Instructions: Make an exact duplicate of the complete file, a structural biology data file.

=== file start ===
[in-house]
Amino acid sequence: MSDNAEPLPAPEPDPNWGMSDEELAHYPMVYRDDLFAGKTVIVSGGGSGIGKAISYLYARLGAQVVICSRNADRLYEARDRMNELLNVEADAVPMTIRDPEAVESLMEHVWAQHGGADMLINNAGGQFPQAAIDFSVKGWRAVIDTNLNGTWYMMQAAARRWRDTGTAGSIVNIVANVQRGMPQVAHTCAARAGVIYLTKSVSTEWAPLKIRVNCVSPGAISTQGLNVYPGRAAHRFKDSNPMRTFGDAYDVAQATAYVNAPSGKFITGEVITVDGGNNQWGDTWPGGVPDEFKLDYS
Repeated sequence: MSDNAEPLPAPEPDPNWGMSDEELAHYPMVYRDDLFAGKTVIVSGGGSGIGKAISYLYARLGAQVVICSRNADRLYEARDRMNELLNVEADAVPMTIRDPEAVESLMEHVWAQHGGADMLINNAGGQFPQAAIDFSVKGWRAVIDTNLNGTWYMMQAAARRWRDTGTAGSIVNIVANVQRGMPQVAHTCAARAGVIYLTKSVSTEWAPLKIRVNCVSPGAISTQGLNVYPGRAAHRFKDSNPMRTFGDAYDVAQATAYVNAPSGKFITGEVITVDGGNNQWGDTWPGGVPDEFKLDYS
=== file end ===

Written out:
[in-house]
Amino acid sequence: MSDNAEPLPAPEPDPNWGMSDEELAHYPMVYRDDLFAGKTVIVSGGGSGIGKAISYLYARLGAQVVICSRNADRLYEARDRMNELLNVEADAVPMTIRDPEAVESLMEHVWAQHGGADMLINNAGGQFPQAAIDFSVKGWRAVIDTNLNGTWYMMQAAARRWRDTGTAGSIVNIVANVQRGMPQVAHTCAARAGVIYLTKSVSTEWAPLKIRVNCVSPGAISTQGLNVYPGRAAHRFKDSNPMRTFGDAYDVAQATAYVNAPSGKFITGEVITVDGGNNQWGDTWPGGVPDEFKLDYS
Repeated sequence: MSDNAEPLPAPEPDPNWGMSDEELAHYPMVYRDDLFAGKTVIVSGGGSGIGKAISYLYARLGAQVVICSRNADRLYEARDRMNELLNVEADAVPMTIRDPEAVESLMEHVWAQHGGADMLINNAGGQFPQAAIDFSVKGWRAVIDTNLNGTWYMMQAAARRWRDTGTAGSIVNIVANVQRGMPQVAHTCAARAGVIYLTKSVSTEWAPLKIRVNCVSPGAISTQGLNVYPGRAAHRFKDSNPMRTFGDAYDVAQATAYVNAPSGKFITGEVITVDGGNNQWGDTWPGGVPDEFKLDYS